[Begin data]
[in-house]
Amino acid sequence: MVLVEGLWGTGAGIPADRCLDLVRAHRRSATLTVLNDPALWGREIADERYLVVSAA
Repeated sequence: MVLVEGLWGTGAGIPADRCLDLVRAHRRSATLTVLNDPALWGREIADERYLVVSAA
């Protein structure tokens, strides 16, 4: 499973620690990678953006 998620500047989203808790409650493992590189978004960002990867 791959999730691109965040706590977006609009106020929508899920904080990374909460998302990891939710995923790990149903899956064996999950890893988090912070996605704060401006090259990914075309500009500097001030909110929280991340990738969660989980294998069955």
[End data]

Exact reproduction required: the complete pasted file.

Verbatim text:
[in-house]
Amino acid sequence: MVLVEGLWGTGAGIPADRCLDLVRAHRRSATLTVLNDPALWGREIADERYLVVSAA
Repeated sequence: MVLVEGLWGTGAGIPADRCLDLVRAHRRSATLTVLNDPALWGREIADERYLVVSAA
């Protein structure tokens, strides 16, 4: 499973620690990678953006 998620500047989203808790409650493992590189978004960002990867 791959999730691109965040706590977006609009106020929508899920904080990374909460998302990891939710995923790990149903899956064996999950890893988090912070996605704060401006090259990914075309500009500097001030909110929280991340990738969660989980294998069955």